David Maclean: In essence, what the hon. Gentleman is saying is that the most convenient way for the local authorities and the councils to recycle will be the way that it is done and sod the constituents, sod the residents, who will be left with the residual burden. I accept that local councils may have a different contract to take cardboard or paper, or the most lucrative recycling contract. That is fair enough, but we should be making these pilots based around what is most convenient and best for our constituents, for our householders. What collects the most material for recycling? What breaks the polystyrene problem? Some bins now take polystyrene, but the attitude of the councils has been appalling. They will take the easy stuff: “Bring us your glass bottles and we will recycle them; put them into brown, green, yellow containers. Bring us your easy paper, we will recycle it. Do not bring us your polystyrene as it is too difficult. You are stuck with that and must sort it out. If it is too big, do not put it in a big bag as we won’t take it.”
There is the problem of old mattresses and sofas, which will now pollute the countryside. If the rules are too tight or it is too difficult for householders to get rid of the chunks of polystyrene that come with a new TV or printer, we know where those chunks will end up—in the fields and hedgerows of my constituency. If people cannot get to the recycling tip in the cosy hour that it is available, those materials will be dumped in the countryside.
One of the amendments suggests that recycling centres in the pilot areas should be open more—not 24/7, but perhaps 7-11. If someone finishes unpacking their kit at the weekend after a trip to Ikea or wherever, by 5 o’clock when they are ready to load the car with big chunks of card, the tip or recycling centre has already closed. That is outrageous. If we want innovative ideas, we should build in rules so that local authorities keep recycling centres open later in the evening and accept all plastics and materials.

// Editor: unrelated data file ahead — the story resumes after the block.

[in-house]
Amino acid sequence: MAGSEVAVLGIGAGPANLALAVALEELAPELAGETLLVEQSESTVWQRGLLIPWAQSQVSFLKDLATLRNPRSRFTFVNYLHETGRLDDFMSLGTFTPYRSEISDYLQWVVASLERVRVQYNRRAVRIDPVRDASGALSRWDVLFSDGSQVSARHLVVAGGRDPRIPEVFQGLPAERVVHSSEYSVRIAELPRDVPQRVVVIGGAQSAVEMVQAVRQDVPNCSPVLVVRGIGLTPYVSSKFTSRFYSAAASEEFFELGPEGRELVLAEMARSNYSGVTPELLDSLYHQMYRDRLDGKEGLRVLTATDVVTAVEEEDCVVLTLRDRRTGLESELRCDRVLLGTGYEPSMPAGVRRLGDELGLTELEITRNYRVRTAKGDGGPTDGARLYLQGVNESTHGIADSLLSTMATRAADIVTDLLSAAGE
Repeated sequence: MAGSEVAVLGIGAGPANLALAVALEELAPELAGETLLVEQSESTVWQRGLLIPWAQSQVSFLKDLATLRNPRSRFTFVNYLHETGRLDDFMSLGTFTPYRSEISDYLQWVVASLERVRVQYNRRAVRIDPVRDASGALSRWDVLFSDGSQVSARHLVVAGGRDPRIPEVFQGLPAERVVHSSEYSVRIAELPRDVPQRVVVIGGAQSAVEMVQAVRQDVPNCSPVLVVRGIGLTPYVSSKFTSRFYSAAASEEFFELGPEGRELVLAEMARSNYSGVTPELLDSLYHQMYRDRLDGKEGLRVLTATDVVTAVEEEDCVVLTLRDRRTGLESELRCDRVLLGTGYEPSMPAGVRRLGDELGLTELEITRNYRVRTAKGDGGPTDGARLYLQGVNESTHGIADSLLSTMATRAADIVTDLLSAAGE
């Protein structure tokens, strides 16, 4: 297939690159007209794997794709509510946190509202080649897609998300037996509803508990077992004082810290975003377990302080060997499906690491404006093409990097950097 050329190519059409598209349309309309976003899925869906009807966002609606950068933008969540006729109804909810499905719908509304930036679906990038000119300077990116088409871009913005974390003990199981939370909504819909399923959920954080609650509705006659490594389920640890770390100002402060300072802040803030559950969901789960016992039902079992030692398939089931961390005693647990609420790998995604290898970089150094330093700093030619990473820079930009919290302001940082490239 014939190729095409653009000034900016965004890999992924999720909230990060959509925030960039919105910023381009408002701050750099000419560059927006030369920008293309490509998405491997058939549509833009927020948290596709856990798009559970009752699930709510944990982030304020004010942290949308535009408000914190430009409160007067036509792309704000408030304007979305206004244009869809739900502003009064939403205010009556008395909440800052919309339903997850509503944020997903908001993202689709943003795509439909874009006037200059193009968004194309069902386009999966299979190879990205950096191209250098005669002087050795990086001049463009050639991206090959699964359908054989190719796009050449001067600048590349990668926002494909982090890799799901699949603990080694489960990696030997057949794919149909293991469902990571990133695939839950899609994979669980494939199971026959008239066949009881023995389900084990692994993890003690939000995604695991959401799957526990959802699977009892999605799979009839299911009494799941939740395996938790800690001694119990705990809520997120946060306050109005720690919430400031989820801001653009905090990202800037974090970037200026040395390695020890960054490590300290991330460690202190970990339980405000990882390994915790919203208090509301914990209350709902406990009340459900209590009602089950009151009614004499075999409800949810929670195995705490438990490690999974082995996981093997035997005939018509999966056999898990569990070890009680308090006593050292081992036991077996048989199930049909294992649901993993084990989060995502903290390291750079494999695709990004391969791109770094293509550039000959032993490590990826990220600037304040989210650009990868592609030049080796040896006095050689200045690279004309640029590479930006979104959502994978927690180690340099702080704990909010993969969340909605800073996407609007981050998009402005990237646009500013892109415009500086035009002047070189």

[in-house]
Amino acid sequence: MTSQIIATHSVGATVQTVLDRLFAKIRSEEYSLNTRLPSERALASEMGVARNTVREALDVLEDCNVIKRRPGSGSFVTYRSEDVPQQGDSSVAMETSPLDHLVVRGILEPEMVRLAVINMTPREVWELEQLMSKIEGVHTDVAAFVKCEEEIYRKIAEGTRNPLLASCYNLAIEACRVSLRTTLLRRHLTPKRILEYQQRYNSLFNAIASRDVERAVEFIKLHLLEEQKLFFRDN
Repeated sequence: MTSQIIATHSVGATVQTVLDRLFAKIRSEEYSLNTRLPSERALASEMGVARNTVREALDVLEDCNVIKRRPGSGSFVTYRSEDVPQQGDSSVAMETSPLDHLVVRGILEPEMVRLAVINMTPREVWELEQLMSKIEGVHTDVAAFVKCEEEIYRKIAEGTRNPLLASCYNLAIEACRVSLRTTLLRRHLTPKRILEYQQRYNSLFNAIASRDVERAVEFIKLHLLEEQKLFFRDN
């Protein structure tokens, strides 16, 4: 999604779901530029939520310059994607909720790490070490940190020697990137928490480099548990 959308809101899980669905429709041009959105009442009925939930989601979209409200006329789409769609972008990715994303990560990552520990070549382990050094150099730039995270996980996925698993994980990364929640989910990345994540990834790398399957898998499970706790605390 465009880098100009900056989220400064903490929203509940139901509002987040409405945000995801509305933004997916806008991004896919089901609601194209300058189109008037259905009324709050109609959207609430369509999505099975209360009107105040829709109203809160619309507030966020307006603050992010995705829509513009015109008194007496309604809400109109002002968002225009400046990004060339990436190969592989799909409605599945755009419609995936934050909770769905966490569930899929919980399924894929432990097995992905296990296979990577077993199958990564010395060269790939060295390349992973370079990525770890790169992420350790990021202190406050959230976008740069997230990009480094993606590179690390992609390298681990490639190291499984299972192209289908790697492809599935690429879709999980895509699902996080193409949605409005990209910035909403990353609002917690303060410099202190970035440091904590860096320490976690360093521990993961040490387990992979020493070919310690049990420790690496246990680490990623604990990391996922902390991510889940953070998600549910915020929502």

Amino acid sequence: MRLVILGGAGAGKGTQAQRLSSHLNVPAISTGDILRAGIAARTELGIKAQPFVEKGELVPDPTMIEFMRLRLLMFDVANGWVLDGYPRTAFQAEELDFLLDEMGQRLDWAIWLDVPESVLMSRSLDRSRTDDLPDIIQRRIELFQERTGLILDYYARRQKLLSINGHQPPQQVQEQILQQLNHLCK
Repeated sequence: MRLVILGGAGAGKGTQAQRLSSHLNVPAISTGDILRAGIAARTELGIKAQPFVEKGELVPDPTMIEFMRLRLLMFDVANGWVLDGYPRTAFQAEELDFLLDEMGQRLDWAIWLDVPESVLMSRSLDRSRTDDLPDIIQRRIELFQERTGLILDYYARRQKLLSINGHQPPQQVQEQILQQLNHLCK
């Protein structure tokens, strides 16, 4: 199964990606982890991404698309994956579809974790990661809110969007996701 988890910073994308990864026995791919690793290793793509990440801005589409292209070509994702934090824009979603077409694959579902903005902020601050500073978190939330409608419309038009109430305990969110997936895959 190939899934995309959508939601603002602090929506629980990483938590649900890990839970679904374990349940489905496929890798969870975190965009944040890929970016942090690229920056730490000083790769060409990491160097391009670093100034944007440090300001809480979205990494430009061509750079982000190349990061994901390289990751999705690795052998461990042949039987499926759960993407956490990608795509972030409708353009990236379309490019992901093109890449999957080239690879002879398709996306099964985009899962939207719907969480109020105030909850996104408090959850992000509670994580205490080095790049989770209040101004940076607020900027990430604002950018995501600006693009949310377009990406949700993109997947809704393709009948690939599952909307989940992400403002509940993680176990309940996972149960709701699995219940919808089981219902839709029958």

Mr. Gummer: Will my right hon. Friend explain to the Liberal Democrats the very simple distinction between a different method of collection due to the nature of the household, which is for the benefit of the public, and the inability of councils to recognise that unless there are standard assertions about which materials are collected, we cannot get the proper value for that material? We get very little value from many materials because no single council collects enough of that material to make it worth while. That costs the council, as it will not deal with its neighbours and make a joint decision as to what the value and nature of the material should be.
David Maclean rose—
The Chairman: Order. Before the right hon. Gentleman replies, I remind the Committee that we had an extensive debate on these amendments on Thursday, and we are in danger of falling behind. I ask hon. Members to bear that in mind.
David Maclean: I am grateful for that advice. If the Government agreed to withdraw these clauses, we could make very rapid progress.
My right hon. Friend is right. The key point I wish to get from the Government is about those “standardised assertions” of what is recyclable material. If that could be standardised throughout council areas, I would not care whether councils insist that they collect glass on a Saturday morning at 3 o’clock, or that the plastic bin has to go out on a Friday at 2 pm, although I would like to see that standardised as well—it seems to be for the convenience of councils and their operatives rather than householders. We should standardise the definitions of what can be put in the ruddy box. If the Minister goes ahead with the pilot schemes, I beg her to make that the main test. It is not about what size box councils have or what day they collect it; the main test of the pilots should be whether councils can standardise their definitions so that we have three recycling boxes at most that can take most of our recyclable material. We should challenge the councils to find another operator that will take the difficult cardboard, glossy paper or Tetrapak products.